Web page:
Where do you go to bring the curtain down on 12 months celebrating 50 years of the Lamborghini Miura? Geneva – where the car was first unveiled to the public in 1966? How about the Hotel de Paris in Monte Carlo – where the Miura wowed the crowds during the Grand Prix weekend? No, Lamborghini headed to a farm.
Looking more like a scene from The Grand Tour, a procession of Lamborghinis – led by a stunning Miura SV from the Museum at Sant’Agata Bolognese – headed from Madrid to a farm in Andalusia. Sounds unlikely, until we tell you the name of the farm in question – Miura. In typical farm fashion, the roads were decidedly muddy. No red carpet for the Miura and its six friends.
Today, the farm is run by Eduardo and Antonio Miura, the sons of Don Eduardo who met Ferruccio Lamborghini in 1966. The farm has a heritage dating back over 175 years and is said to be one of the most highly respected bull breeding farms in Spain. A fitting location for a brand with a bull at the heart of its logo.
By Lamborghini’s own admission, nobody is quite sure why Marcello Gandini’s masterpiece was given this name; Ferruccio never disclosed why he came up with the analogy. Miura bulls are said to be the most intelligent and fiercest of all fighting bulls, with bullfighters speaking of an unmistakable gaze. Whatever, it’s a fitting name for a car that put Lamborghini on the map.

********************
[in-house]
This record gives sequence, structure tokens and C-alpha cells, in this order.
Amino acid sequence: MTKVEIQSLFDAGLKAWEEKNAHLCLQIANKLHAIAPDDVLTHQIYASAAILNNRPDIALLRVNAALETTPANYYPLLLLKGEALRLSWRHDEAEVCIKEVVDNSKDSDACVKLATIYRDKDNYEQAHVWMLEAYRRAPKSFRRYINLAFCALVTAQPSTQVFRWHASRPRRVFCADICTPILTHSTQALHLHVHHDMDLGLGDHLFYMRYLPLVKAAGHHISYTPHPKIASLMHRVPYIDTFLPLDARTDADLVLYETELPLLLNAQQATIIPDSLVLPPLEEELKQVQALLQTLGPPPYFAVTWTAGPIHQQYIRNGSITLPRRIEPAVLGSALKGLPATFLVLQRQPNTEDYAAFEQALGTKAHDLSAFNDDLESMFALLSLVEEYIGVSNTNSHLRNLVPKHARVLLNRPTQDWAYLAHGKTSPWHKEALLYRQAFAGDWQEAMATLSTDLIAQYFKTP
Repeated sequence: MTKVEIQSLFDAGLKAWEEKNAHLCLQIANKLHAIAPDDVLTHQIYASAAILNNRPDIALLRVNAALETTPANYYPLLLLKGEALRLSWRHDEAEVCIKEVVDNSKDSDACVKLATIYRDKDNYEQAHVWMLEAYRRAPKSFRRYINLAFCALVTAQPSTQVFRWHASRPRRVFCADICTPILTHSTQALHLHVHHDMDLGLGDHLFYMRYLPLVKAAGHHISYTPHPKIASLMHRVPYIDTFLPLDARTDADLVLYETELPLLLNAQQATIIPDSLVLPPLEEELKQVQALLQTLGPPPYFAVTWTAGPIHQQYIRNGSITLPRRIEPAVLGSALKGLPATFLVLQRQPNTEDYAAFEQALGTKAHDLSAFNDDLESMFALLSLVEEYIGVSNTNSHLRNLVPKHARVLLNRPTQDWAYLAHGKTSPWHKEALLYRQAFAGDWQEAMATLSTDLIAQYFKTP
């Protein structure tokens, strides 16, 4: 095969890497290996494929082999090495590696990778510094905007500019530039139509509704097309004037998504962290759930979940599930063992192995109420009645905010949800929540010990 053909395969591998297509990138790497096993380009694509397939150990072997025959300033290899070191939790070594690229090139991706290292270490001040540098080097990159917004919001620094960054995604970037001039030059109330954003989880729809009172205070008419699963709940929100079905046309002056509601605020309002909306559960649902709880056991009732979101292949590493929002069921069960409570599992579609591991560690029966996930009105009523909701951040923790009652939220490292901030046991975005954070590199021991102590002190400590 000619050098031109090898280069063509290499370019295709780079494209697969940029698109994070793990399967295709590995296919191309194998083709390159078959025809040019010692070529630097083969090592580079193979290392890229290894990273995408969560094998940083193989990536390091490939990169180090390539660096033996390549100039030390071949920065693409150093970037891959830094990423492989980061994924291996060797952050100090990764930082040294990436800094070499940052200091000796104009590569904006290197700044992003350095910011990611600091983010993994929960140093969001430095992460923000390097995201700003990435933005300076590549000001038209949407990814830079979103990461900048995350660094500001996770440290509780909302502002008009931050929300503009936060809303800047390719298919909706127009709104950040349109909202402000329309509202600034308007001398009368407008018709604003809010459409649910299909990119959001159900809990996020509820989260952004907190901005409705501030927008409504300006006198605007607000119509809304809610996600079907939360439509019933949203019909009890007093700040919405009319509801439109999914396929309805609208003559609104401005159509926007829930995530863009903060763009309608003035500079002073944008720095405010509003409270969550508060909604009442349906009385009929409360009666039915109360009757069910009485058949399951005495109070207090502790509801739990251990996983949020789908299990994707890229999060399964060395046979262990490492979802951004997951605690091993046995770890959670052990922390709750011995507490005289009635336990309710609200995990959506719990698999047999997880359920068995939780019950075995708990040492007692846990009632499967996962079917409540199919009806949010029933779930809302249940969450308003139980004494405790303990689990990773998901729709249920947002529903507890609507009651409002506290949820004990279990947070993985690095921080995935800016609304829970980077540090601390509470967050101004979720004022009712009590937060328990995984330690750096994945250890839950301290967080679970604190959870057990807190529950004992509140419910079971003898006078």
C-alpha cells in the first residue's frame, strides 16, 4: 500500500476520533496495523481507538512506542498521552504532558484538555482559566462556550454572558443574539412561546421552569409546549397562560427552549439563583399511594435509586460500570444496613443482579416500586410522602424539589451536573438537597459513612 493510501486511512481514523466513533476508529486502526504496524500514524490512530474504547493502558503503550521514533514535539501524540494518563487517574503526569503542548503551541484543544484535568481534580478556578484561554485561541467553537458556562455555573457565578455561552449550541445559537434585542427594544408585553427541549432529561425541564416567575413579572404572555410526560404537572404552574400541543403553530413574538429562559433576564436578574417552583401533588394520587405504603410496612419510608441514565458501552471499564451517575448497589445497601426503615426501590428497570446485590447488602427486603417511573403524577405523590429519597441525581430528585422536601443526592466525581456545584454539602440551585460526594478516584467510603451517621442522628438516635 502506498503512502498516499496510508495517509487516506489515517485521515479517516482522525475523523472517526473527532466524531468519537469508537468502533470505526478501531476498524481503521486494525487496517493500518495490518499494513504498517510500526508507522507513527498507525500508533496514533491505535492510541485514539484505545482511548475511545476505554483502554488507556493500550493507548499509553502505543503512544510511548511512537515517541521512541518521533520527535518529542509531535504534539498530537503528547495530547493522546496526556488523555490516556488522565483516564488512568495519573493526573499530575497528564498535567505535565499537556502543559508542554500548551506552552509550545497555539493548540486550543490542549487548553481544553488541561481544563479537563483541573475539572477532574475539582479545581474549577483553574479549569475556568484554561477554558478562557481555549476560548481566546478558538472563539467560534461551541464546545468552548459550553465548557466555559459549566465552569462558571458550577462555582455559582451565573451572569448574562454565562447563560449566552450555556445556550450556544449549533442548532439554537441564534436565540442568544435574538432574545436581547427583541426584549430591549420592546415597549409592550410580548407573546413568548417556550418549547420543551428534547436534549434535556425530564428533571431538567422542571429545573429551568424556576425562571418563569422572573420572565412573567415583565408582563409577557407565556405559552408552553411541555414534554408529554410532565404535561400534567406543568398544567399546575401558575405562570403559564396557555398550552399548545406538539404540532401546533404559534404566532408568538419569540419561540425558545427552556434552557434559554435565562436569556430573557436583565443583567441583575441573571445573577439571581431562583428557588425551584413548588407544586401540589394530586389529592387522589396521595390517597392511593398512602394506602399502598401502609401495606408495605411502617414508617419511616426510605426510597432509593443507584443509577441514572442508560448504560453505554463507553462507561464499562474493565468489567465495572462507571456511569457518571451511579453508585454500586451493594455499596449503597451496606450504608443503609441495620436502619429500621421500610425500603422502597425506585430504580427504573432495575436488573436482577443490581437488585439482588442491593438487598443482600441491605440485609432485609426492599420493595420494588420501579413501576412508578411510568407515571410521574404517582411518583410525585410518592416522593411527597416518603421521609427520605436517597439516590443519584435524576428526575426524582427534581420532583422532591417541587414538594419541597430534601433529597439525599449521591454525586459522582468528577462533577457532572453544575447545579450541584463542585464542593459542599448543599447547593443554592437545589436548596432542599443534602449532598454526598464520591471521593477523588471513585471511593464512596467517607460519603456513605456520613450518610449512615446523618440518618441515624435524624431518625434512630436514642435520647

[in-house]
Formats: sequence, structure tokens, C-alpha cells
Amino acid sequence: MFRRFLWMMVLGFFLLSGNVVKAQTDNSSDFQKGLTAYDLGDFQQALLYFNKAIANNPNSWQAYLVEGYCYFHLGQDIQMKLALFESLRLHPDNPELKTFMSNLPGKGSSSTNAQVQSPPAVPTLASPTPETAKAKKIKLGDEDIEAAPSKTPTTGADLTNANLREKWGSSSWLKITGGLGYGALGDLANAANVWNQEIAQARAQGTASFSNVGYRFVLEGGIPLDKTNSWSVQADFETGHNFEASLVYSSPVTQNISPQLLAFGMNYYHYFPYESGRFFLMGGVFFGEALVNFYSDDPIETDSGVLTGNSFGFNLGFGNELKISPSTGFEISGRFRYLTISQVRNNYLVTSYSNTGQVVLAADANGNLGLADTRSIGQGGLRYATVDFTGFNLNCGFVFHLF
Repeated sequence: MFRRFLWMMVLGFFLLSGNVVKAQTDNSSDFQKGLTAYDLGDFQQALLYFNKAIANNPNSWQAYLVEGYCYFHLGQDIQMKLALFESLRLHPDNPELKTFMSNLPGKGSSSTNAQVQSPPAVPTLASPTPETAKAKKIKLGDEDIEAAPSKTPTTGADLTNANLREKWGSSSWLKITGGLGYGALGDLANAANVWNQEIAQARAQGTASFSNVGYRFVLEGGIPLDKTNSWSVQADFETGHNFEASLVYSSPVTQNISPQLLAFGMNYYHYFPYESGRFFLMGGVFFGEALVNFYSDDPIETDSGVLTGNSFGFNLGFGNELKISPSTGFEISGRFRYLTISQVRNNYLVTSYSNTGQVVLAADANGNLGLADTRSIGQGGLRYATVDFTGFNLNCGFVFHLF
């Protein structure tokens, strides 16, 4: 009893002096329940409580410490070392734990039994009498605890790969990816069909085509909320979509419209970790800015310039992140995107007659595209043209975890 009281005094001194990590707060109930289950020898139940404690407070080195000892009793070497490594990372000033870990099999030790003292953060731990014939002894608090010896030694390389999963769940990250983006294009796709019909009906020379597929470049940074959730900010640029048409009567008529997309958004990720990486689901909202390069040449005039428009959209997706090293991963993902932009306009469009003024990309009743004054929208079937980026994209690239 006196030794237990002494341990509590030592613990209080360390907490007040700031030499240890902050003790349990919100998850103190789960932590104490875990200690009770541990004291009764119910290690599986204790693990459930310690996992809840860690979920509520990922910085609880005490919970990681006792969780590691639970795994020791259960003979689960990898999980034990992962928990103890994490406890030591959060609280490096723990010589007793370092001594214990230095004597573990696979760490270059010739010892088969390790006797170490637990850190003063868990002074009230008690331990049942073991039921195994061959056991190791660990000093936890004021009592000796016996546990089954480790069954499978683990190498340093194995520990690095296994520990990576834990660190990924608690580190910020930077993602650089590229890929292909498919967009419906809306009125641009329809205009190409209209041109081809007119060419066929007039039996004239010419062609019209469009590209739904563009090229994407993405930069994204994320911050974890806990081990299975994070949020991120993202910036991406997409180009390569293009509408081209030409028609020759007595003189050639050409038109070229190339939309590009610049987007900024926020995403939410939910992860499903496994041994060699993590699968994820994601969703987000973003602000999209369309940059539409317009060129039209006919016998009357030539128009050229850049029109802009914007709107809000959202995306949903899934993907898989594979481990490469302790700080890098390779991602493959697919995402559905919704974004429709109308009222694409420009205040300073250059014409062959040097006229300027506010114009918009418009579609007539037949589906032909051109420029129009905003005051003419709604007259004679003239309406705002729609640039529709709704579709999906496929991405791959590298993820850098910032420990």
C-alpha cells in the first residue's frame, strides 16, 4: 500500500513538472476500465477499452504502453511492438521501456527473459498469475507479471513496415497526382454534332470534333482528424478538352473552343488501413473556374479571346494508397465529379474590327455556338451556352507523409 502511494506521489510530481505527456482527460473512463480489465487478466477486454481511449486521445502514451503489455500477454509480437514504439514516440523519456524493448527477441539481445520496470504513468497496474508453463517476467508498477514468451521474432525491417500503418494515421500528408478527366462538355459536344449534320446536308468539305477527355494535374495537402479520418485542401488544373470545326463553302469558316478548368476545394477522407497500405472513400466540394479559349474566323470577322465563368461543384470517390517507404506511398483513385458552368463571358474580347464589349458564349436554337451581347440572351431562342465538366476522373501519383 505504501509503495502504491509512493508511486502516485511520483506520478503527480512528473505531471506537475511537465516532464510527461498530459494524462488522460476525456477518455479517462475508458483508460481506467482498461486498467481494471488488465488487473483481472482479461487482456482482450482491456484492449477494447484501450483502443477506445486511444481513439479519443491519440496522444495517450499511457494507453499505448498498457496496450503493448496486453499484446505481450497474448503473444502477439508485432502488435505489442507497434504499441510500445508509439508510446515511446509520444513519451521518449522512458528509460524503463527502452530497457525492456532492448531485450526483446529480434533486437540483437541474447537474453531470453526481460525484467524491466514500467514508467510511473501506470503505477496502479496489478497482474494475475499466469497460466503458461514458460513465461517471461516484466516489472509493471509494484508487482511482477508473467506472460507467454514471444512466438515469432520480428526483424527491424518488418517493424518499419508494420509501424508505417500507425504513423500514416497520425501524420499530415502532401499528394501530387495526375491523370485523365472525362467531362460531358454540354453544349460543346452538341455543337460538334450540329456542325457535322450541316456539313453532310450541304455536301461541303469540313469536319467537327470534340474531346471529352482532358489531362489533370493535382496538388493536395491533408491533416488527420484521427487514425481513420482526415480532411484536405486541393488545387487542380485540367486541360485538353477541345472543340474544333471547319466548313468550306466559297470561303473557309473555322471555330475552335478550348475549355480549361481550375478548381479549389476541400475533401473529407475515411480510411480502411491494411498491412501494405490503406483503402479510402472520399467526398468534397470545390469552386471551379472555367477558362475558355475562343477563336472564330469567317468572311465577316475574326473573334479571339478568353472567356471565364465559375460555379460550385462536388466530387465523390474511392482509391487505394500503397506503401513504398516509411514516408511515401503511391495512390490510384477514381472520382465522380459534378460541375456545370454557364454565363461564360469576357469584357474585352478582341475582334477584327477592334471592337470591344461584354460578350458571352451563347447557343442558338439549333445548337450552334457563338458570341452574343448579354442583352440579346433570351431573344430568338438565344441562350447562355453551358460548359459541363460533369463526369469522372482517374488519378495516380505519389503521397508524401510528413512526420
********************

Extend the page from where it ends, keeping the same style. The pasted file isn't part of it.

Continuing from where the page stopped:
Launched in 1971, the Miura SV was the best of the breed. By now, Lamborghini had ironed out the issues associated with the early models – the original Miura P400 was developed in just four months – and the SV was a fitting send-off for one of the most beautiful cars of the 20th century. Power was increased to 380hp, while Lamborghini also improved the suspension. New taillights, an SV badge and wider rear arches – introduced to accommodate the larger wheels – made the SV model easy to spot.
Sadly, as you can see from the video below, Lamborghini dispensed with the headlight ‘eyelashes’, removing one of its most iconic features.
The video is a bit too ‘lifestyle’ for us, but stick with it because there’s some nice footage of the Miura at the end. You can just hear the sound of the 3.9-litre V12 over the Spanish music. Fortunately, there are no tunnels or bulldozers involved.